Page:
6:17 | Gilbert Jensen had a best friend named Billy Ricketts. The war caught up with their friendship on a three man patrol in the jungle of Guadalcanal. Other combat memories from this time include a night attack on a Japanese camp and nighttime Japanese banzai attacks.
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The tool and die factory looked dark and bleak so Gilbert Jensen wanted to enlist and join the war effort. It took a family meeting to convince his mother to let him become a Marine. Boot camp in San Diego featured an erratic drill instructor and a surprise swimming coach.
Gilbert Jensen thought Guadalcanal was the most beautiful sight he had ever seen. The only danger the first night was from local sea creatures but soon he was face to face with the determined Japanese occupiers.
Marine Gilbert Jensen recalls when a Japanese force of 500 men landed on Guadalcanal and was beaten. Then they landed 900 with the same result. What happened when they upped the ante to 1500?
You were always close to the enemy in the jungle on Guadalcanal, according to Gilbert Jensen. And he had the stains on his shirt to prove it. You could see strange things as well, like the time the Kansas farmer of the unit thought he saw the Japanese climbing coconut trees with lit cigars.
In the daytime, it was Japanese artillery. At night, they brought their naval guns to bear on the Marines in the jungle. If that wasn't bad enough, Gilbert Jensen couldn't cross a river without checking for their hygiene conscious troops, who would bathe anytime they got near a body of water.
Years after his duty on Guadalcanal, Marine Gilbert Jensen saw his unit's exploits turned into a Hollywood movie, Battle Cry. He says it was pretty accurate, but they did change the commander's nickname to something a little more flattering,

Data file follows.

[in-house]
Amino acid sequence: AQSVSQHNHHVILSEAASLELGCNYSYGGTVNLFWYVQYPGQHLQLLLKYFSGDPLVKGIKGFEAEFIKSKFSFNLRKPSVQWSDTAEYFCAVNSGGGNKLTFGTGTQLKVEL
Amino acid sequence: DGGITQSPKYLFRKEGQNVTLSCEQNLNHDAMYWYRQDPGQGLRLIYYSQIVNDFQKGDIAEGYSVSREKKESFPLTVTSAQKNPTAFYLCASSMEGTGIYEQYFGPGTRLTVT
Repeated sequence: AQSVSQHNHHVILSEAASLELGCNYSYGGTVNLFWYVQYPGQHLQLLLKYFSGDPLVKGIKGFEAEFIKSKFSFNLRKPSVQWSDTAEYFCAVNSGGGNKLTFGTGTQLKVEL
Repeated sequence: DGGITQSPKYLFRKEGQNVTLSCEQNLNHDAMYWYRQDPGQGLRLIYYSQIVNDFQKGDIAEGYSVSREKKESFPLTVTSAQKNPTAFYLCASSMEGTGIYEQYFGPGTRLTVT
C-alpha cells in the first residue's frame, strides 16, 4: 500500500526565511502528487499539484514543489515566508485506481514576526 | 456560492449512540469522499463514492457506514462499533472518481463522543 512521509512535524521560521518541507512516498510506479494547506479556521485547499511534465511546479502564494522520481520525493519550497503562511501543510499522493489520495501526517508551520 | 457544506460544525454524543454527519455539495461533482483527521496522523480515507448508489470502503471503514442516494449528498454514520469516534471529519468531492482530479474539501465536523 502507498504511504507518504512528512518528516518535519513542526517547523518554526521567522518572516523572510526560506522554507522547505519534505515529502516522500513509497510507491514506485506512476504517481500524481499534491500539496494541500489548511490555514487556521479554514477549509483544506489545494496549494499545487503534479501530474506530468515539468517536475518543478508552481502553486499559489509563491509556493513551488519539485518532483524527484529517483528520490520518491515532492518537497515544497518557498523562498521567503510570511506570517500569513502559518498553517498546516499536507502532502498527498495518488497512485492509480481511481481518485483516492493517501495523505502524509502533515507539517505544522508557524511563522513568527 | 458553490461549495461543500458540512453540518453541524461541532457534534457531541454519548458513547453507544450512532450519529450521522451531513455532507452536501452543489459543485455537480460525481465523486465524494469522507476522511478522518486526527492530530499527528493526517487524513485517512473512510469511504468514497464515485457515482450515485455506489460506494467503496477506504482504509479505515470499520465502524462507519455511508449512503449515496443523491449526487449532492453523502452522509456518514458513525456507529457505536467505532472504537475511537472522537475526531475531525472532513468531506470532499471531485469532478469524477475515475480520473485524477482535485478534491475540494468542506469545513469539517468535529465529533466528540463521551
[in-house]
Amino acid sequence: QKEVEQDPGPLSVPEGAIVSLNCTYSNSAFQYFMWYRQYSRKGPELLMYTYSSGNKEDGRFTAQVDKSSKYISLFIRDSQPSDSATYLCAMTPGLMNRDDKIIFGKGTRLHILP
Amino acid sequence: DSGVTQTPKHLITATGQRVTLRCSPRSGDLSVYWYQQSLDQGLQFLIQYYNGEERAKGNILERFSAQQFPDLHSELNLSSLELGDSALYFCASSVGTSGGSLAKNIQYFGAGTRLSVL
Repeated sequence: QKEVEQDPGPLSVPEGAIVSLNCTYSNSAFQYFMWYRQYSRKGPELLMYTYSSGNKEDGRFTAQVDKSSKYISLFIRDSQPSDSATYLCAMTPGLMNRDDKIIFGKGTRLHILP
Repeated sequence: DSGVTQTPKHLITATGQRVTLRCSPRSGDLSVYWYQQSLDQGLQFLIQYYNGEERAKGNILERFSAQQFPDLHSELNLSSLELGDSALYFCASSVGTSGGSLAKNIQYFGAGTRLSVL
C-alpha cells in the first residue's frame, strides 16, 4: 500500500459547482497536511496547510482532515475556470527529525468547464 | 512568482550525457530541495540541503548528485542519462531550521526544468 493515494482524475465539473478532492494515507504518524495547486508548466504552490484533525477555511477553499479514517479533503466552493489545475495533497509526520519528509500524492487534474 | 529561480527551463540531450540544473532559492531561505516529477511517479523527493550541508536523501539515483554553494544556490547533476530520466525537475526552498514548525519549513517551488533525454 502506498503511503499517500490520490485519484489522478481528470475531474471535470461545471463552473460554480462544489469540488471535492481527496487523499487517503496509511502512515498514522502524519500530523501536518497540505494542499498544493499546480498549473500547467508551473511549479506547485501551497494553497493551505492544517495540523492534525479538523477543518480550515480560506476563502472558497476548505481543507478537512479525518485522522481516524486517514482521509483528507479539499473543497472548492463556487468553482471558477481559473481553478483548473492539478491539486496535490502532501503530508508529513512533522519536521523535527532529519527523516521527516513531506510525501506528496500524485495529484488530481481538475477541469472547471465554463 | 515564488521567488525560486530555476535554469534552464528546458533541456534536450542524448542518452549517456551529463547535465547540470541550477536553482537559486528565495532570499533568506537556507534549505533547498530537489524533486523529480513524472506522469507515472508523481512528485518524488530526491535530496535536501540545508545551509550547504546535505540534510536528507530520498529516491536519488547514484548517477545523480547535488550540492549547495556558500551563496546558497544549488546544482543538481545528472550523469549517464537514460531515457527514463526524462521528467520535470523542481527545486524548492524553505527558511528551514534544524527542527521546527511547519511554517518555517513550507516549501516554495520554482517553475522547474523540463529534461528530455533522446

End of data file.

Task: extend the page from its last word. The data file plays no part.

He can laugh, now, about the t-shirts the chaplain gave the native girls, and about the fruitcake his sister sent that he still has. But Gilbert Jensen doesn't laugh about contracting four tropical diseases at the same time.
Gilbert Jensen had a best friend named Billy Ricketts. The war caught up with their friendship on a three man patrol in the jungle of Guadalcanal. Other combat memories from this time include a night attack on a Japanese camp and nighttime Japanese banzai attacks.
Eugene Whitfield tells the story of the twin kamikaze attacks on the aircraft carrier Ticonderoga. The first plane caught them by surprise when the Japanese pilot came straight down out of the sun. The second one hit the bridge and the captain was wounded, but he proved to be very tough.
As Al Brown's unit moved North from Italy into the Rhone Valley, the Germans fought very skillful delaying actions. Digging in near Belmont, France, he noticed an officer and a radio operator casually sitting in the open. Before long, they were all running.
After a mission, Mitch Touart and his crew notice that one of the planes has gone missing, only to find out that it has crashed into an embankment. COL Dunning ends up having to make a tragic decision about SGT Edelman, who is trapped in the aircraft.
The first operation for the 4th Division was the landing on Roi-Namur. Lawrence Snowden remembers that, though it was an easy victory, valuable combat experience and important lessons were imparted on the Marines.
He felt at home in the tank but Al Morehouse knew it would be a big target when they got to the battlefield. As his unit headed to Europe in a convoy, he somehow resisted the seasickness that struck nearly everyone else
In 1942, Al Morehouse was in his second year at Purdue University when the Army called and he was off to join the war effort. His training got off to a dubious start when the mess sergeant noticed some food left on his plate.
William Lubbeck, author of At Leningrad's Gates: The Combat Memoirs of a Soldier with Army Group North, faces horrifying combat that results in the deaths that decimated the ranks of his unit, leaving them without command and unable to fight.
Randall Johnson talks about his arrival at Peleliu after being on Cape Gloucester and Guadalcanal. In this incident, he relates a short story about a lone Japanese plane making an unwise flyby over heavy fortified allied troops.